By: Mark Glennon*
A new bill pending in the General Assembly provides a nice reminder of how bad off taxpayers and service recipients would be in Chicago if there’s not enough money to cover everything. Property tax increases are now mandated by state law, gradually ramping up to whatever-it-takes amounts to fund the city’s pensions. The bones are being picked over multiple times by pensions and bondholders. When things hit the fan, there won’t be much money left for anything else. The bill also illustrates an interesting question about payment priorities between pensions and bonds.
The General Assembly earlier prioritized pension contributions over services by providing that, if Chicago ever fails to remit the annually required contributions to its pensions set by state law, the shortage could be subtracted out of funds that flow from the state to the city. That flow of money is in the billions and is critical to the city. The state must then deposit those amounts into the pension that got shorted. In other words, money such as the city’s share of sales taxes would be intercepted and used for pensions instead of other city needs.
The new bill, HB 4224 is sponsored by Rep. Robert Martwick, a Chicago Democrat. It adds a requirement that rules made by the Comptroller will guide any interception of state money for the Laborers’ fund, one of Chicago’s four pensions. That would be Chicago Democrat Susana Mendoza. How nice.
The bill also changes the language about the Comptroller putting money into the pension from “deposit” to “remit.” The purpose of that change isn’t clear. I emailed Martwick for an explanation but got no answer. Maybe it’s unimportant, but that’s not the point. Instead, think of this as a reminder of what’s going on.
All four Chicago pensions now have basically the same protection as the Laborers’ fund, allowing for that interception of state money, which is critical for Chicago.
More importantly, all four pensions are now also protected by state law that mandates a Chicago property tax increase to cover the drastic up-ramp in scheduled pension contributions. Those mandatory property tax increase got virtually no press coverage, but it’s true. You can see an example of the mandatory language yourself in line 9 of the existing law, which is also shown with the bill: “the city council of the city shall levy a tax annually [to meet the ramp].”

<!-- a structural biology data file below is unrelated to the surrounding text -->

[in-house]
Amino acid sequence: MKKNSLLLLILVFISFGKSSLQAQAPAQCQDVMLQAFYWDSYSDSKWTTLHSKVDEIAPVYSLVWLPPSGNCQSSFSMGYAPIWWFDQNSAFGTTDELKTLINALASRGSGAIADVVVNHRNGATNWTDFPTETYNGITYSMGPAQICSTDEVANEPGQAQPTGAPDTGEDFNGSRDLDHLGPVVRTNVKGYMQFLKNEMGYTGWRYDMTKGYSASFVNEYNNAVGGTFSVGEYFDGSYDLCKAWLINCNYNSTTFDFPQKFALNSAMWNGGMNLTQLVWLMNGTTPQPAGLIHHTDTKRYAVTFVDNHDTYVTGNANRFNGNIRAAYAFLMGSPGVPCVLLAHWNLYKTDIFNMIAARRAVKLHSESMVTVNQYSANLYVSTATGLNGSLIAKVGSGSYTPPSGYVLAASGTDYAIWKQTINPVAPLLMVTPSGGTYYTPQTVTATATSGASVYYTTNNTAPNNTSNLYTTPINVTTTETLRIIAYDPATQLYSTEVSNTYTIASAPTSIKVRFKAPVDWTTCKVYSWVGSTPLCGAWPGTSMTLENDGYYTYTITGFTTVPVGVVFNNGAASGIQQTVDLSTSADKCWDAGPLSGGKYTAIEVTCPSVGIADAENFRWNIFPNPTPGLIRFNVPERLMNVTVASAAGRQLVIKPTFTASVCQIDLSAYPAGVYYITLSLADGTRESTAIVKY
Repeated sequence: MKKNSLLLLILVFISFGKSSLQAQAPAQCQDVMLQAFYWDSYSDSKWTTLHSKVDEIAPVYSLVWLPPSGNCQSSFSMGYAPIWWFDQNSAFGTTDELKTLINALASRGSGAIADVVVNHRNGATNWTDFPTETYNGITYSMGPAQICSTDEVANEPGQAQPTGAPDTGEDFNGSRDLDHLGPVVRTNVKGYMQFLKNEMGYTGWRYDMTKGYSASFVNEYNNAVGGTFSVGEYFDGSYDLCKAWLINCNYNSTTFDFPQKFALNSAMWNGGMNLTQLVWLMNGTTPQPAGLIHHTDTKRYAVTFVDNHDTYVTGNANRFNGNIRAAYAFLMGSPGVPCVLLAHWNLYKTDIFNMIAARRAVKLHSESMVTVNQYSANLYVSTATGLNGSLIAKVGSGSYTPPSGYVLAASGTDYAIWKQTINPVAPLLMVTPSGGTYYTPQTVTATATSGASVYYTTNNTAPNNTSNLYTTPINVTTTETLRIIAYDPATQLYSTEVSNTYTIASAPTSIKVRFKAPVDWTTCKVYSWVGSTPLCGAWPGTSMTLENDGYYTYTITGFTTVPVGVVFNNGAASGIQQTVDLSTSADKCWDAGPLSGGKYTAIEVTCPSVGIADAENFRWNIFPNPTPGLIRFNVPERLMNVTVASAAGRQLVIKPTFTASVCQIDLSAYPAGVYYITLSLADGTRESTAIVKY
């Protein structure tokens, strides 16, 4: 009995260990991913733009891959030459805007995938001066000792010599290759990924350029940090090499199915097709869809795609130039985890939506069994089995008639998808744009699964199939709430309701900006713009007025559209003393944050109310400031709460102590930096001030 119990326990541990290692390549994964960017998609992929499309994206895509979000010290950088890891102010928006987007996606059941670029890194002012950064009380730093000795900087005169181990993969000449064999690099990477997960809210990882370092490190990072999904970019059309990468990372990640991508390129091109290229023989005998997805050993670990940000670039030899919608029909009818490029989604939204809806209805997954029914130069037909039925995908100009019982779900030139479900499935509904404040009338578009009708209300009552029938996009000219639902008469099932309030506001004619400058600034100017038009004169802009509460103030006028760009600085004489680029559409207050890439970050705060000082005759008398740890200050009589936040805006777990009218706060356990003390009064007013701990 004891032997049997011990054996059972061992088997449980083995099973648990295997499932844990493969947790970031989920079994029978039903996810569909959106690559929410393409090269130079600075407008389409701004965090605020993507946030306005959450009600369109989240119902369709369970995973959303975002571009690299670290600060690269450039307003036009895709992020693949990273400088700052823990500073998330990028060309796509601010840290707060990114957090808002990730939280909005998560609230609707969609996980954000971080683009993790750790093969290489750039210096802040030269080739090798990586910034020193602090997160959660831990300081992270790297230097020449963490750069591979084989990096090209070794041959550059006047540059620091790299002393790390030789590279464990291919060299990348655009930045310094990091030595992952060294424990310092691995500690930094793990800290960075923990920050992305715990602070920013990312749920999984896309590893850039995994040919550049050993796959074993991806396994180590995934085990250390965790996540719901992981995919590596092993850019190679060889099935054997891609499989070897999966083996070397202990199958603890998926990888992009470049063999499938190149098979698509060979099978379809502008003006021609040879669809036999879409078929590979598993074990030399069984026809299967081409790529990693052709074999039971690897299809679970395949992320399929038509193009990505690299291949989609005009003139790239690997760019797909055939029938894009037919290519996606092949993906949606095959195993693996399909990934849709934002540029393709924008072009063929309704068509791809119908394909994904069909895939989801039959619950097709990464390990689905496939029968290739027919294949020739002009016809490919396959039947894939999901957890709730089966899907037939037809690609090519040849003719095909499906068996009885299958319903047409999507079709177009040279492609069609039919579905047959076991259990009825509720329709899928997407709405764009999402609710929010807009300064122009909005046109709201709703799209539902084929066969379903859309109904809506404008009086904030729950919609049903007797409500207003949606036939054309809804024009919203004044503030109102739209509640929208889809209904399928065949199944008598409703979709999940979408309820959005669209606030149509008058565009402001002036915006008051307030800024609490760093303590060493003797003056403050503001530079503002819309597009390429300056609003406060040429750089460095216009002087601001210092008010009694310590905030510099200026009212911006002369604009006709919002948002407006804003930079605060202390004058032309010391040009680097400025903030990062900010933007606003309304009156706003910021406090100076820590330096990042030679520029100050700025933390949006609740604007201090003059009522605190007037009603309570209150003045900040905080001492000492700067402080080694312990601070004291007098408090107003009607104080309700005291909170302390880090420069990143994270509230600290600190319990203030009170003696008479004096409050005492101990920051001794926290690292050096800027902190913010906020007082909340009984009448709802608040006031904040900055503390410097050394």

Similar mandatory tax increases protecting Chicago’s police and firefighter pensions were added in 2016, as we described earlier. For the fourth pension, the Municipal fund, Chicago Democrats snuck the automatic tax increase into last year’s 756-page budget implementation bill (beginning around page 380) that most lawmakers had only hours to review.
So, Chicago Dems have prioritized pensions in two ways — forced property tax increases and the interception of state money.
And what is the pension contribution schedule that’s protected? It’s this huge ramp up, which Chicago finally published last year:
Be aware, however, that we really don’t know how far up that ramp will go. Beginning in 2022 and 2023, the requirement is a form of ARC — actuarially required contribution. That basically means it’s whatever it takes to get the pensions to 90% funding 25 years from then.
“Hold on a minute,” you might ask. Didn’t the state also just put bondholders first by authorizing a new form of bonds backed by sale of money owed to cities by the state? Yes, it’s intended to work even in bankruptcy. We wrote about that new law as it moved through the legislature and many others have since (one Bloomberg article is linked here).
What’s interesting is that the authorization also included a “non-impairment” provision, which basically says the state must refrain from doing anything that would undermine the new structure protecting bondholders’ ownership of money coming from the state. Doesn’t that conflict with the law that allows the Comptroller to intercept those same monies to pay pensions?
It seems like a conflict to me but I haven’t seen the issue discussed. Chicago’s new bond issue provides for the sale of up to $3 billion of sales tax revenue that comes to it from the state. Who would get that money if Chicago started defaulting, bondholders or pensions through the Comptroller intercept? I can’t tell.
The point here is that pension protectors and the municipal bond juggernaut have been aggressively passing into law whatever they can to ensure they come first if the city doesn’t have enough money for everything.
Who’s doing the same for taxpayers and those who rely on city services? Not Chicago Democrats.
*Mark Glennon is founder and Executive Editor of Wirepoints. Opinions expressed are his own.